Patients who are already using the Vertex therapies can continue to use them, the guideline is open for consultation until 24 November
Modulator therapies, manufactured by Vertex Pharmaceuticals (VRTX.O), may no longer be available for new cystic fibrosis (CF) patients in the UK.
A draft guidance recently published by the National Institute for Health and Care Excellence (NICE) stated that it would not recommend the use of Kaftrio, Symkevi and Orkambi on new CF patients.
Kaftrio and Symkevi are currently recommended for the treatment of cystic fibrosis in patients aged 6 years and older, while Orkambi is used for patients aged 1 and older.
The NICE draft guidance highlighted medicine costs and the strain on resources and finances faced by the National Health Service (NHS) as reasons for removing these drugs.
The guidance stated: “Even when considering the condition’s severity, and its effect on quality and length of life, the most likely cost-effectiveness estimates for IVA–TEZ–ELX, LUM–IVA and TEZ–IVA are above the range that NICE considers an acceptable use of NHS resources. So, they are not recommended.”
The list price of a 56-tablet pack of Kaftrio is £8,346.30, £6,293.91 for a 28-tablet pack of Symkevi and £8,000 for a 112-tablet pack of Orkambi (excluding VAT).
However, the NICE’s draft guidance will not affect patients who are already using the Vertex therapies.
The proposals, if enacted, would restrict the use of these therapies on new patients under National Health Service (NHS) care. The guideline is open for consultation until 24 November.
Cystic Fibrosis is a common inherited condition that affects around 100,000 people worldwide. In the UK, it is estimated to affect about one in every 2,500 newborn babies.
The lungs of those with the condition become filled with thick sticky mucus, which makes them vulnerable to recurrent chest infections, and breathing and digestion problems.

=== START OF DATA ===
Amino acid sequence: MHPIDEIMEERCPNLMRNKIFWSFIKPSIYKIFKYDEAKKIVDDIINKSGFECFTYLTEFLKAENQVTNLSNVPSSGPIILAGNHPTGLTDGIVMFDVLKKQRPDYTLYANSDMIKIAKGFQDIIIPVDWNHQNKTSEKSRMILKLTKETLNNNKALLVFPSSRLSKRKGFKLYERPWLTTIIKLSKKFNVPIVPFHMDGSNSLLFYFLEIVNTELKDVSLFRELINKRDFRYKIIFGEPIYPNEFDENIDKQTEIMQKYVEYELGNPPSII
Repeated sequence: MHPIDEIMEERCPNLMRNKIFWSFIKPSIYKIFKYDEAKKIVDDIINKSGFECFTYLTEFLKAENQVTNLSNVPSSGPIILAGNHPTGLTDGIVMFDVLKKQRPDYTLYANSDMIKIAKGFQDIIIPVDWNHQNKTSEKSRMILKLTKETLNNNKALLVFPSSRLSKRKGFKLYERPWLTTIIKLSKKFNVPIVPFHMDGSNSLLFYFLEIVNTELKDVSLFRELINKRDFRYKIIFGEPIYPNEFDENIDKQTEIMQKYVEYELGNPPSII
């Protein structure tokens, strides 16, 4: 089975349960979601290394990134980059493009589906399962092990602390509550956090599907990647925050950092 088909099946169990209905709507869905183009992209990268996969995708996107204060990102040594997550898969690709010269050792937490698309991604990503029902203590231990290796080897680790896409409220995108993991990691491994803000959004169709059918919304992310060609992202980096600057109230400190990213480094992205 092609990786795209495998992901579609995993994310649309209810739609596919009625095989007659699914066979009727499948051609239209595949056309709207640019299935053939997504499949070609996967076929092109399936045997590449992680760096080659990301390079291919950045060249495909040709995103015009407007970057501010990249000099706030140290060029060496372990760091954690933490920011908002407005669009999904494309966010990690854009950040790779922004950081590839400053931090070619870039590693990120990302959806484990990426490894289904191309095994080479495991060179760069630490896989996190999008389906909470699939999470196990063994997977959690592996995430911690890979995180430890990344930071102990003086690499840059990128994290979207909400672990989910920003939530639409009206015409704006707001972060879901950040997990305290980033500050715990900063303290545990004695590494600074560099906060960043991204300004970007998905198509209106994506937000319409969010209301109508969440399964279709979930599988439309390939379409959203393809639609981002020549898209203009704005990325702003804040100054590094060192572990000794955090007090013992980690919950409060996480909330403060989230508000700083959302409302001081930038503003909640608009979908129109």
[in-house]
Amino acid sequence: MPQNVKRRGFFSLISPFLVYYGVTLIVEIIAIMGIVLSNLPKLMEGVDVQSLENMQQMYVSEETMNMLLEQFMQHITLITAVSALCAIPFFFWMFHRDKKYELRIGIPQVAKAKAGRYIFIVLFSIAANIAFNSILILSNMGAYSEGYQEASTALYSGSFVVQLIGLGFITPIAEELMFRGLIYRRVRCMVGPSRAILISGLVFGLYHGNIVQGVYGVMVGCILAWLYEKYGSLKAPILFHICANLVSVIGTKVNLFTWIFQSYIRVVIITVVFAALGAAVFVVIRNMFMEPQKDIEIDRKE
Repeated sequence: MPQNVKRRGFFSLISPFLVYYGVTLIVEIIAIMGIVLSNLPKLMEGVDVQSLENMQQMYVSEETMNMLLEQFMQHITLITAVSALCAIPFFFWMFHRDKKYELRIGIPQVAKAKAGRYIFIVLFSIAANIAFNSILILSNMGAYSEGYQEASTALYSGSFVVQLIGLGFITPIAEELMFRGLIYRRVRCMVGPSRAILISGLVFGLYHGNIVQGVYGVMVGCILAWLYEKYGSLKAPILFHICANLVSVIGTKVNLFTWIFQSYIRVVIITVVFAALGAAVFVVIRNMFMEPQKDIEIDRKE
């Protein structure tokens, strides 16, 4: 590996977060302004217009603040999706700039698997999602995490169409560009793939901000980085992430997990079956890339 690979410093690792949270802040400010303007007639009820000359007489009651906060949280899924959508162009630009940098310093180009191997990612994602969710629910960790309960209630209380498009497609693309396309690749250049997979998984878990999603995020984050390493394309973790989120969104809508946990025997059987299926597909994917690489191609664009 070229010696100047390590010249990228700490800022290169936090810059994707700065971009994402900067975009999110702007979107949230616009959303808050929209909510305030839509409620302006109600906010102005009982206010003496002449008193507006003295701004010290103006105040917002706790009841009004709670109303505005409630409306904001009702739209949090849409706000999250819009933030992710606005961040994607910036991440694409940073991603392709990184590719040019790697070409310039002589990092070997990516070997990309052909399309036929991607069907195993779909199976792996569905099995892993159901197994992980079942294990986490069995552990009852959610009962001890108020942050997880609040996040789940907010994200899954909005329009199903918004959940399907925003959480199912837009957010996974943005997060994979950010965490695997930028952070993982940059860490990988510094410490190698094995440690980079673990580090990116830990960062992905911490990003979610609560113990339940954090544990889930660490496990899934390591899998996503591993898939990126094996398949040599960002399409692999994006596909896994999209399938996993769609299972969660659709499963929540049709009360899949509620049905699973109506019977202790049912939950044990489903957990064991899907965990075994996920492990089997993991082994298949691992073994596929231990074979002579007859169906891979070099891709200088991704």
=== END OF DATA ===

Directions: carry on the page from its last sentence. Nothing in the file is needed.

Over the years, the affected lungs become damaged and may eventually stop working.
The Vertex drugs “treat the underlying cause of cystic fibrosis” rather than just addressing symptoms of the disease. The drugs, when approved, were hailed as game-changing, life-extending advances.
In 2019, the NHS signed a deal with Vertex and included these drugs in its prescription list.
The deal allowed the pharmaceutical company to collect clinical data in the real world, ahead of a formal appraisal by NICE.
Vertex has expressed disappointment with the draft NICE appraisal guidance issued about their drugs.
Reuters cited a statement from the company that read: “We believe that the committee has not fully considered all of (the) real-world evidence and we will be providing additional information and analysis to be taken into account.”
Further, the company stated that the long-term costs of caring for cystic fibrosis patients are being underestimated by NICE.
However, John Stewart, national director for specialised commissioning at NHS England, told the publication said the health service would continue to work with Vertex and NICE to make the medicines available “in a way that is fair to patients, and fair to taxpayers.”